Hidden Gems
I apparently kind of struck a nerve with Friday’s post about the cost of golf. I’m happy to report that we had a great time on our trip to Door County, and found a couple of really nice little courses, in addition to the one Thursday. Friday we were guests of some friends we met on the Robert Trent Jones Golf Trail in Alabama a few years ago, at their club, Horseshoe Bay, outside of Fish Creek, WI. Very nice course and we had a great time.

Saturday we played at Peninsula State Park, which was a wonderful trip back in time to a course that was built in the early 20th century and hasn’t changed much. The views over Lake Michigan were spectacular, the course was what you would expect from a small municipal that gets about 55,000 rounds a year, compressed into a short season. It was in nice condition and the feeling was very “un-manufactured”, as compared to most modern courses. From the tips it was just under 6,400, and they have no real estate to grow it. But we had a great time. Wish I’d had the old 1960s Hogan blades and “Speed Slot” persimmon woods to really take me back in time.

On our way back to Milwaukee on Sunday, we played at The Bog, an Arnold Palmer design that was very nice. Great shot values, interesting architecture with a few blind shots, excellent condition and smooth fast greens.

What this tight-fisted German is happy to report is that our entire trip – rental Cadillac SRS (thanks to a no-cost upgrade because they didn’t have the car I reserved!), three nights in hotels, and three rounds of golf we paid for, plus meals . . . for about the same as what that afternoon at Whistling Straits would have cost. Sheesh. I think we did fine without that.

The course at the Peninsula got me thinking about how many wonderful hidden gems there are in our country. Courses that were built decades ago, never compelled to modernize, and still offer a great test of golf and a very neat experience. We have one right here in Victoria, Texas, our old Riverside Golf Course. It was nine holes from the 30s to the 50s, expanded to 18 then, and a third nine added in the 1980s. I like the original 18, very similar to the Peninsula. Simple, straightforward and not “mean”. A place to go relax with the golf ball, friends and a beer or two. Won’t lose a bunch of balls, and won’t be exhausted when you are finished.

So, what “hidden gems” do you guys know about that you can share? We should build a database of them and do something with that, don’t you think? Andrew, can you help with that? It would be fun to all go back in time every once in a while to stay connected with the real roots of what this is all about.

That’s my $0.02 worth, anyway.
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[ comments ]
Johnbs7257 says:
Wawashkno (sp) on Mackinac Island is a nine hole course built in the late 1800's and still pretty much as it was then. Fun to play and go back to small greens, sand tees, pot bunkers and a War of 1812 burial in the middle. Said to be the oldest active golf site in the state of Michigan.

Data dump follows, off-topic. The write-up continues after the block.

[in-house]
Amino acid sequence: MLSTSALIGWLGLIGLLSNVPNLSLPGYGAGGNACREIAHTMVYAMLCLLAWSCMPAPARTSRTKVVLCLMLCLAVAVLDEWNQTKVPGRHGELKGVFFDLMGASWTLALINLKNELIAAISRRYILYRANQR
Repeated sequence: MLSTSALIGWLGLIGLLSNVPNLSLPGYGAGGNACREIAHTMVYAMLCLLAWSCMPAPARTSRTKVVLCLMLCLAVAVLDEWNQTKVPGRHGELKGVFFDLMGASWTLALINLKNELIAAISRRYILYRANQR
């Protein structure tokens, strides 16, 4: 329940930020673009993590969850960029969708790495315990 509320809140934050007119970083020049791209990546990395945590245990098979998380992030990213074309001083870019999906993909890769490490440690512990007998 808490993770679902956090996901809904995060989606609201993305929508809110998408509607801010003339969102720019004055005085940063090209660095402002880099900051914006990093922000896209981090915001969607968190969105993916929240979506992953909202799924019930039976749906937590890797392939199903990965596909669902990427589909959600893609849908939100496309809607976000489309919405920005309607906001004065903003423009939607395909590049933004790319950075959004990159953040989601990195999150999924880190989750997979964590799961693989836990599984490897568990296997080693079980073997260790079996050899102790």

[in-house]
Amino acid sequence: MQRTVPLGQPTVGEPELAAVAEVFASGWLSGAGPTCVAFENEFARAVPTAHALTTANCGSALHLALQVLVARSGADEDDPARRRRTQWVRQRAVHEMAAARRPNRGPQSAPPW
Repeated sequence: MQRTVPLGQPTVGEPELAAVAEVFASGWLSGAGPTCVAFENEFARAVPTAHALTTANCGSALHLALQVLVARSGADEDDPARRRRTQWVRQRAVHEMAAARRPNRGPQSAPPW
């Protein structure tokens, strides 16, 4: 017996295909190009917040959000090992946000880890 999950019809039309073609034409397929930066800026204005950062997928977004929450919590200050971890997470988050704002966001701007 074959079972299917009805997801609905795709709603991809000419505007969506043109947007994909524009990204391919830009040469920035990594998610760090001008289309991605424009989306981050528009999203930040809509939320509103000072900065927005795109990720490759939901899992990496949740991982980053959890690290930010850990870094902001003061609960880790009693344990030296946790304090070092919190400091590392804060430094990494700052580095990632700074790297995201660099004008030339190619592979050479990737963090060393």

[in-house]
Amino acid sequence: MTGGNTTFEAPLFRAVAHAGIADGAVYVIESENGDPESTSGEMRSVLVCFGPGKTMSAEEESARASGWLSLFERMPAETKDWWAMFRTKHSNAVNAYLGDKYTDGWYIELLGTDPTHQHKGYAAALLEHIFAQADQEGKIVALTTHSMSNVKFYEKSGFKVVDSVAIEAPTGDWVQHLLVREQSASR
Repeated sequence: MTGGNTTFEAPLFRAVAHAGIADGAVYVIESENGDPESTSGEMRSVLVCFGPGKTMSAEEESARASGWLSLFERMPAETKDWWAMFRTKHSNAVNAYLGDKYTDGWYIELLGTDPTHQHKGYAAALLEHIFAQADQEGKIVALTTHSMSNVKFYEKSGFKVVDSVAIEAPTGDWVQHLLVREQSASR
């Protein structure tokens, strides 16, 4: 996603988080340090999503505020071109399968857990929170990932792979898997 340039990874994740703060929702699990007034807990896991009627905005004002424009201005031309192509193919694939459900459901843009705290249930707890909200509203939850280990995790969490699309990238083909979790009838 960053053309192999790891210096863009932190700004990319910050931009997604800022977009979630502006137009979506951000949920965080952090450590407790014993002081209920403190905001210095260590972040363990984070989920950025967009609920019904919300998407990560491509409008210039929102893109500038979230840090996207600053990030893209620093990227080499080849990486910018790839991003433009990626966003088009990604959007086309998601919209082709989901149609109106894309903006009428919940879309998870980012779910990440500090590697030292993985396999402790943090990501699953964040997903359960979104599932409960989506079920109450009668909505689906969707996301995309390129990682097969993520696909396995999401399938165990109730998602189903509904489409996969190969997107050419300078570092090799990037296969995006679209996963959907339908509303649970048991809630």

PDADoc says:
Struck a nerve with whom? The golf clubs you mentioned? Some other golf club? Who cares what they think! I happen to agree with your sentiment, it IS too expensive, and living in the NYC area, it's even worse in general. I'm almost moved to tears when I go somewhere else to play on a really nice course and pay less than $50, as opposed to the $100+ I pay in my area. It's ridiculous.
mustang6560 says:
@PDADoc- I think he meant his post resonated with people, in a good way.
surfer63 says:
Yes, it's hot here in Arizona, but in the summer there are so many courses that practically pay you to play on their course. I played a nice course called Coldwater Springs yesterday for $18. Tomorrow I am playing a course called Falcon Golf Club for $9. Both greens fees include cart. And I plan on finding lots more courses in the area to pay for cheap. We just moved to Arizona from Montana and I'm having fun finding these courses to play for so little. I can't imagine paying more than $40 to play anywhere, although I would pay that to play Pebble Beach!
Golfwaco says:
Hey Doc, it only cost you about $55 to play Bethpage Black and you can make tee times 7 days in advance. I've been lucky enough to play there 3 time only because 3 people were calling and thank goodness for redial. You have a great deal there at Bethpage so no more whinning.
P.S. That is by far the toughest course I've ever played, of course we had to play it from the tip.
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Terry Koehler is "The Wedge Guy" and President of SCOR Golf- The Short Game Company.

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